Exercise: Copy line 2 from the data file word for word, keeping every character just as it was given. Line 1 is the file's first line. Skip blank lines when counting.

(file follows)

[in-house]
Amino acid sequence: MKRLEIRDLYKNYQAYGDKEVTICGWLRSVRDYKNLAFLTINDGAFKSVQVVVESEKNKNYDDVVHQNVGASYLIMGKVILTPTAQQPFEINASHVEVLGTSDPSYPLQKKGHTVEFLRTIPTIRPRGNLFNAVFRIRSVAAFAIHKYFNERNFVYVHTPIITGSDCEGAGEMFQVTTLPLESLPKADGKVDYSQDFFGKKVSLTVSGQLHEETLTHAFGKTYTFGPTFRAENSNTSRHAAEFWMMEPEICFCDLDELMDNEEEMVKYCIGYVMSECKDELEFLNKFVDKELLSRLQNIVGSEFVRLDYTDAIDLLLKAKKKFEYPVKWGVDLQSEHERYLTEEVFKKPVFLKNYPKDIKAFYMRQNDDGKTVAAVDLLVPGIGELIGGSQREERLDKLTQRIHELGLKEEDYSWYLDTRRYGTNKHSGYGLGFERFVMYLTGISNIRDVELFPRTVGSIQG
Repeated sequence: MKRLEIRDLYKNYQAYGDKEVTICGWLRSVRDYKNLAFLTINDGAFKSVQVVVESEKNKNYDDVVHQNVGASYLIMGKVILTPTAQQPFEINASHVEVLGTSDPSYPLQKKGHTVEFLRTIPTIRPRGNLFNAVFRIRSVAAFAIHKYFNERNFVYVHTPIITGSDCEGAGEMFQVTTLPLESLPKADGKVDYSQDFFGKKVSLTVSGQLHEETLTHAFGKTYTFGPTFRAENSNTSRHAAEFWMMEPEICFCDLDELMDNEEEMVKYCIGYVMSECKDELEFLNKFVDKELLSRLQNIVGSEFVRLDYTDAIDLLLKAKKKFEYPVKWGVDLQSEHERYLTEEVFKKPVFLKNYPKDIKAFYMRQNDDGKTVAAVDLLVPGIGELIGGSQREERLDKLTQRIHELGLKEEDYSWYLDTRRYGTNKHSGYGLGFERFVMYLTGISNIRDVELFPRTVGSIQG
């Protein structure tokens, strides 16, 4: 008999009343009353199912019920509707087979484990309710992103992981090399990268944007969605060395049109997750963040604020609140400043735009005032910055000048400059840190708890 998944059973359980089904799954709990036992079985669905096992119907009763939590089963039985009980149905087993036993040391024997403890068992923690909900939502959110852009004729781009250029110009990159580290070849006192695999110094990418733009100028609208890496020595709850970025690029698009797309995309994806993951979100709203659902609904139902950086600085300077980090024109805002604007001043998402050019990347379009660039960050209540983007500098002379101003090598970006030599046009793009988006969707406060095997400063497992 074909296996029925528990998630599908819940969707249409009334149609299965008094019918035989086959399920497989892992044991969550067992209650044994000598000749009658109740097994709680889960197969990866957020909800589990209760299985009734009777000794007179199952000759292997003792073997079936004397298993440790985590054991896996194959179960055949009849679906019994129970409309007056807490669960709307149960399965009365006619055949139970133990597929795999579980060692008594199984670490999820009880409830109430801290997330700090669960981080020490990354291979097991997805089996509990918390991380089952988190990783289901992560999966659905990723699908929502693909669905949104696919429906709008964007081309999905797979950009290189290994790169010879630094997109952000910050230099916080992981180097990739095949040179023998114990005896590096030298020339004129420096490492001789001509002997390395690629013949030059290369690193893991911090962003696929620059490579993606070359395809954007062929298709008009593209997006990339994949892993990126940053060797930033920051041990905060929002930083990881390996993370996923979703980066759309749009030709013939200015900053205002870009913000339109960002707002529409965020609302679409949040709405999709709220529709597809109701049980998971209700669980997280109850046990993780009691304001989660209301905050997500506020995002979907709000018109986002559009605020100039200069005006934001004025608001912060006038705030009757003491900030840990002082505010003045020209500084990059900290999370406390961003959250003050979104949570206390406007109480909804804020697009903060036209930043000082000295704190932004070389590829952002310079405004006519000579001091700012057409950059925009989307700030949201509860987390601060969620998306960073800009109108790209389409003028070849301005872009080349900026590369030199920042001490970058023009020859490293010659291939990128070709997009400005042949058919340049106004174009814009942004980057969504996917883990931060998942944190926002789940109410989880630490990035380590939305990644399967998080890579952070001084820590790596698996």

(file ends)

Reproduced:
Amino acid sequence: MKRLEIRDLYKNYQAYGDKEVTICGWLRSVRDYKNLAFLTINDGAFKSVQVVVESEKNKNYDDVVHQNVGASYLIMGKVILTPTAQQPFEINASHVEVLGTSDPSYPLQKKGHTVEFLRTIPTIRPRGNLFNAVFRIRSVAAFAIHKYFNERNFVYVHTPIITGSDCEGAGEMFQVTTLPLESLPKADGKVDYSQDFFGKKVSLTVSGQLHEETLTHAFGKTYTFGPTFRAENSNTSRHAAEFWMMEPEICFCDLDELMDNEEEMVKYCIGYVMSECKDELEFLNKFVDKELLSRLQNIVGSEFVRLDYTDAIDLLLKAKKKFEYPVKWGVDLQSEHERYLTEEVFKKPVFLKNYPKDIKAFYMRQNDDGKTVAAVDLLVPGIGELIGGSQREERLDKLTQRIHELGLKEEDYSWYLDTRRYGTNKHSGYGLGFERFVMYLTGISNIRDVELFPRTVGSIQG